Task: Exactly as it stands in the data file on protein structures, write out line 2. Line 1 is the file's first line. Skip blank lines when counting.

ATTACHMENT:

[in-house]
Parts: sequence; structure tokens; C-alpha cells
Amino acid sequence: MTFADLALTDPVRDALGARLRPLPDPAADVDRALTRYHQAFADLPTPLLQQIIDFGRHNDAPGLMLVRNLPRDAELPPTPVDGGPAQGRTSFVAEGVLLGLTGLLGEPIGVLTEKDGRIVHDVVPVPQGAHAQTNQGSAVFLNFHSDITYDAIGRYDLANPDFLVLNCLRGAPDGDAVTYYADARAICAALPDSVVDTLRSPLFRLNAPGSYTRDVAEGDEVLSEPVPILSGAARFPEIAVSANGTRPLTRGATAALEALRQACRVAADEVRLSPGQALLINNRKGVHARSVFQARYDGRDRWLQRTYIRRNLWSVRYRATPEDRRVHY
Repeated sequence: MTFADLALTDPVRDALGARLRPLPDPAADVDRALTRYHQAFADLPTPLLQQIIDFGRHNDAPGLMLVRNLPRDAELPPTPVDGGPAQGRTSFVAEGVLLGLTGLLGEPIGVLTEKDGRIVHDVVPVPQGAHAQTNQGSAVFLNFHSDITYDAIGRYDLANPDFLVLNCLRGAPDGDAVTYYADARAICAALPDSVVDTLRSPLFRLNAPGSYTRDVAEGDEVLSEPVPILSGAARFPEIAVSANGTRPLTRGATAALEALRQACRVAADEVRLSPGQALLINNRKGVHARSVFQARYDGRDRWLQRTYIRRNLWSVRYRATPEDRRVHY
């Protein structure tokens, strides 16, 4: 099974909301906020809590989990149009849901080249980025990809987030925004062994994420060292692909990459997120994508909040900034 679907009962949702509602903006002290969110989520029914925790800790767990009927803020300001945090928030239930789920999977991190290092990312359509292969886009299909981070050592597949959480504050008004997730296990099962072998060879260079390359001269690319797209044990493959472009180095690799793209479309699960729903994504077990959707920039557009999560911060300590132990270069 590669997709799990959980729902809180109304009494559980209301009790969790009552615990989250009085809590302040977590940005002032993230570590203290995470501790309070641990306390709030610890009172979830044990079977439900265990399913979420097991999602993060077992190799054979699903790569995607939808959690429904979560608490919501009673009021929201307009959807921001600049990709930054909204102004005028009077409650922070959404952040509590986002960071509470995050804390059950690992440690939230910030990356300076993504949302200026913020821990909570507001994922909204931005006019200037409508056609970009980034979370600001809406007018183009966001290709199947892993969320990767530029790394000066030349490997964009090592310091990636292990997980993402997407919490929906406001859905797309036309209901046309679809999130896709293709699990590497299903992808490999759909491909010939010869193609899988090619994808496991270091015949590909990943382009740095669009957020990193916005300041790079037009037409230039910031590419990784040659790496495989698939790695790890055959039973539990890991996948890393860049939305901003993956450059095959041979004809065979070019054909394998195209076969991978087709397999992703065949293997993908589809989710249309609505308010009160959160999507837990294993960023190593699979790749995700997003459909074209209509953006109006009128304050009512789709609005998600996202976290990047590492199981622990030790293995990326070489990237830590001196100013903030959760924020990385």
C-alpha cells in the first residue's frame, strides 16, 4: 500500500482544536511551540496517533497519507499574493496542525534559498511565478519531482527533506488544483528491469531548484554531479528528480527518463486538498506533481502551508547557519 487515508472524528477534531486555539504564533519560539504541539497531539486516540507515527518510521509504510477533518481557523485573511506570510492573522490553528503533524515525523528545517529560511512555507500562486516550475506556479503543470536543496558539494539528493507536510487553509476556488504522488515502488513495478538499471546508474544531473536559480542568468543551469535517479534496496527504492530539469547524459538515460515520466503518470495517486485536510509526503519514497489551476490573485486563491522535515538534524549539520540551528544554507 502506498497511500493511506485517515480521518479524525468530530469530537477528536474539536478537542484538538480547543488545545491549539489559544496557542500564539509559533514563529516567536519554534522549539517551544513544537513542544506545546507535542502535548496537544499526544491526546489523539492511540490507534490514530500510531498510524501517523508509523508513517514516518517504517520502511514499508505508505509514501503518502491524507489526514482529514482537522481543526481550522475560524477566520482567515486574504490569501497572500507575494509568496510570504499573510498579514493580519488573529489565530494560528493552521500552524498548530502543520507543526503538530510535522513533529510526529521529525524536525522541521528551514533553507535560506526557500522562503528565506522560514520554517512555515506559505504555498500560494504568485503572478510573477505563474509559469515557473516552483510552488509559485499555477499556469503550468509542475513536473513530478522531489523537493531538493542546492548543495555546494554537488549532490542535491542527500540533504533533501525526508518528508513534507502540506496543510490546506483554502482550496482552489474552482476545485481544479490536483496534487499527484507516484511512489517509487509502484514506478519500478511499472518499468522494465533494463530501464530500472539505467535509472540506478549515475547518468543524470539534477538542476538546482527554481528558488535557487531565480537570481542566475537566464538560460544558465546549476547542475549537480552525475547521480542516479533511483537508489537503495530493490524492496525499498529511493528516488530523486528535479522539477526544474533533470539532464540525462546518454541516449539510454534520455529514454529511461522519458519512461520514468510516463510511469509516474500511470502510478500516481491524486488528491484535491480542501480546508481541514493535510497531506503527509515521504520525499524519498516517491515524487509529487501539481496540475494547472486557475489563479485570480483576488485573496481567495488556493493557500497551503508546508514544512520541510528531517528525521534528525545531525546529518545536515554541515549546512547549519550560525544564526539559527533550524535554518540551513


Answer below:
Parts: sequence; structure tokens; C-alpha cells